Antennas for 75 Meters

Antennas for 75 Meters

Antenna: 75 meters, Range: 3.6 to 4 MHz

Good 75 meters antennas are easy to build with nothing more than readily available materials. Since 75 meters covers the frequency range of 3.6 to 4 MHz you can use a few algebraic formulas to compute antenna sizes.

As you can see, the size of a quarter wave antenna for 75 meters is rather large at almost 64 feet for 3.665mhz. For survivalist use a vertical antenna for 75 meters is impractical while a dipole for 75 meters could be quite useful. The band known as 75 meters is actually part of the 80 meter band but is designated as voice only.

This formula: 234/f can be explained by dividing 234 by the desired frequency in megahertz which will give you the length, in feet, of a 1/4 wave antenna. This formula isn’t exact in that it assumes the radiating element is infinitely small. What this means is if the radiating element was one inch in diameter then the resonant length of the antenna would be a little shorter than the calculated one given by the formula gives you.

Using the formula above you will soon see that an antenna for 75 meters is approximately 63 feet 10 and 3/16 inches in length. This antenna measurement can be used for either a vertical antenna for 75 meters or a horizontal antenna for 75 meters.

75 meters is a great band for regional interstate and intrastate communications. It is quite capable of good intercontinental communications as well but generally requires an amplifier to do so. 75 meters and even 80 meters should also be a part of a survivalist communication system.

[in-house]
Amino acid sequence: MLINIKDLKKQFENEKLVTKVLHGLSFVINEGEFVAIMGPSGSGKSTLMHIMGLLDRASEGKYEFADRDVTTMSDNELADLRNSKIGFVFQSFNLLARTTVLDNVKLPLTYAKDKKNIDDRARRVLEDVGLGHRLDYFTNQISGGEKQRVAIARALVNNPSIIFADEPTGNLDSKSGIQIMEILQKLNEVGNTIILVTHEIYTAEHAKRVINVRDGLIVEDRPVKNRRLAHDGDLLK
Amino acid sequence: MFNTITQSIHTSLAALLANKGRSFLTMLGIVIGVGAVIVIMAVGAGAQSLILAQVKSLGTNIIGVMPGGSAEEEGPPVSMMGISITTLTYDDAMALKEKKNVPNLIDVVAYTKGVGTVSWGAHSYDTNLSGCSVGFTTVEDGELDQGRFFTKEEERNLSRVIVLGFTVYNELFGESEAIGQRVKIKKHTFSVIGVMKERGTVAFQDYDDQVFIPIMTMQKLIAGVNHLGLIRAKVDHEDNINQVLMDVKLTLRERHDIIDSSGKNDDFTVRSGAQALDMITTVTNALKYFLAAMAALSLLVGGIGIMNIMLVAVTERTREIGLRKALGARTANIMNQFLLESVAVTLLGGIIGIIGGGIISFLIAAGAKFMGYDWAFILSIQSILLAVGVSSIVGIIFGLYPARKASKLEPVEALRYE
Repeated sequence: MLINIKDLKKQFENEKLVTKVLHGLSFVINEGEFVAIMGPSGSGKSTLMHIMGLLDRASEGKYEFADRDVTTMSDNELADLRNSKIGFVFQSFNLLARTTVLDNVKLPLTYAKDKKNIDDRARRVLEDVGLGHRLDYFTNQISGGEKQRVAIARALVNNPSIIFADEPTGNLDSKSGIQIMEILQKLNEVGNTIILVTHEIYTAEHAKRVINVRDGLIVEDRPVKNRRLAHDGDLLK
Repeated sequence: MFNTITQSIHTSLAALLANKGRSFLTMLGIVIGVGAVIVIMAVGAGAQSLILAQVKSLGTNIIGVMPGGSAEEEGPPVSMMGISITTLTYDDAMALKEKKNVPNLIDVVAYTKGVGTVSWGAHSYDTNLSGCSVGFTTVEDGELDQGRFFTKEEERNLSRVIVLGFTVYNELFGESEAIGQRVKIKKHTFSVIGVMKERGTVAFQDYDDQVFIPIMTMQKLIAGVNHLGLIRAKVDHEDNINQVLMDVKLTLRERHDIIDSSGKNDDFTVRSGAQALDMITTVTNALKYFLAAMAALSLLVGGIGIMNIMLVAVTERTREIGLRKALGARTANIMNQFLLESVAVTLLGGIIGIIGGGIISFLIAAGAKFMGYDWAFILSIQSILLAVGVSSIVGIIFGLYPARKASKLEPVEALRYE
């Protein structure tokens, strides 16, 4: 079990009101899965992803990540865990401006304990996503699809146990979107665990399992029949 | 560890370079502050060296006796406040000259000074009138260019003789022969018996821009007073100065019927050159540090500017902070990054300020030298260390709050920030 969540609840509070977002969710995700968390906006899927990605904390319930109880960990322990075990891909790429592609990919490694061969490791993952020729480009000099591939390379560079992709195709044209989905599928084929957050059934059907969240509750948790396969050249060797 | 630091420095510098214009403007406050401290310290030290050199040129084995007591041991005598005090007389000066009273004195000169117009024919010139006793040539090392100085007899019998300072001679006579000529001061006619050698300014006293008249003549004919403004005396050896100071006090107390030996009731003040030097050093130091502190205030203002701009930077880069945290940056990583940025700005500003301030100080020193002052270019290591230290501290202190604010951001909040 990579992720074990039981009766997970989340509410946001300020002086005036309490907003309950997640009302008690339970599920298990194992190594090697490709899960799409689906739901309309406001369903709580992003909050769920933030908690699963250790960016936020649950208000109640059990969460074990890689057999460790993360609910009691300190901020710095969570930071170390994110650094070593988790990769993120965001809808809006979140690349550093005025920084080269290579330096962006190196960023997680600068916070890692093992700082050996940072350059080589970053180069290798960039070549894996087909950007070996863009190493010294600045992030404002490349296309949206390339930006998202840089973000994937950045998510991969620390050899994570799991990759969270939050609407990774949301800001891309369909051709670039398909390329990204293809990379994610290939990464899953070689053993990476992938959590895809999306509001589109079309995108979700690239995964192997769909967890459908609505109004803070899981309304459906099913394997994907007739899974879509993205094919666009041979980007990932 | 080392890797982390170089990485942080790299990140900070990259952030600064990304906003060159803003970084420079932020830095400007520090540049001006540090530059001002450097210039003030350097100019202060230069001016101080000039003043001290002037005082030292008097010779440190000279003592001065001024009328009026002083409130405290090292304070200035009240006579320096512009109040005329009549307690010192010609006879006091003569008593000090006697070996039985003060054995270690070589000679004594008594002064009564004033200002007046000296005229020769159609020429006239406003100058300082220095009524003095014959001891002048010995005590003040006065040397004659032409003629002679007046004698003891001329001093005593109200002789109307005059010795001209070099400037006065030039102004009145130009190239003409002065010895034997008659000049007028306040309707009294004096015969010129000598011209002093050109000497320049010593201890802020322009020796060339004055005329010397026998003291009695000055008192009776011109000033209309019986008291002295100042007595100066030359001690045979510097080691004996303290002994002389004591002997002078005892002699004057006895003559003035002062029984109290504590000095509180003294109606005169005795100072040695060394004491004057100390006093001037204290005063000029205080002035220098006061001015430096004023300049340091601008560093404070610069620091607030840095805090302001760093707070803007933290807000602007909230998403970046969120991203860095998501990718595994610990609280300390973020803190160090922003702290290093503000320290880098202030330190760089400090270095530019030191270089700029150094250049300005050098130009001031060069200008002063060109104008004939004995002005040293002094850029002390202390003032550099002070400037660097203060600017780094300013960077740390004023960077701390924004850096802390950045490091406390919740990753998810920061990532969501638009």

75 meter antenna

Beam Antennas

Beam Antennas

Beam Antennas.
We have all seen at least one of these antennas around. They are usually on top of a tower or at the very least on the roof of a tall building. Beam antennas need to be a good distance up in the air in order for them to work adequately. A good height for beam antennas is generally 40 feet high but you will see them on top of towers over 100 feet tall. Many times on these larger towers you will see more than one of these beam antennas with each antenna dedicated to a certain frequency. One point of interest with beam antennas is that the smaller the antenna the higher the frequency it is used on.

The use of beam antennas in survival environments is not unheard of but the logistics of the tower, the rotator, and the antenna itself would likely be enough to prevent their use in most survivalist operations. In case you’re wondering, the rotator mentioned earlier is to turn the antenna in the direction of the station you wish to communicate with. By their design a beam antenna’s most powerful signal is heard from the front of it and the best way to block an offending signal is to turn a beam so the side or back of the beam is directed at the offender.

Beam antennas are not all created the same, some are made a YAGI BEAM ANTENNAfrom aluminum tubing and are called yagi antennas. Another design for beams is that of a quad antenna. This antenna consists a 2 large arms crisscrossed and then a wire connects to the end of each of the arms. This antenna has an excellent reputation in the amateur radio community but it is quite a bit larger than a yagi antenna.

So before you contemplate the use of a beam antenna at your compound or even at your base station you need to total up the costs as well as the work involved in setting up a beam antenna. If you are working portable then you likely will not consider a beam antenna.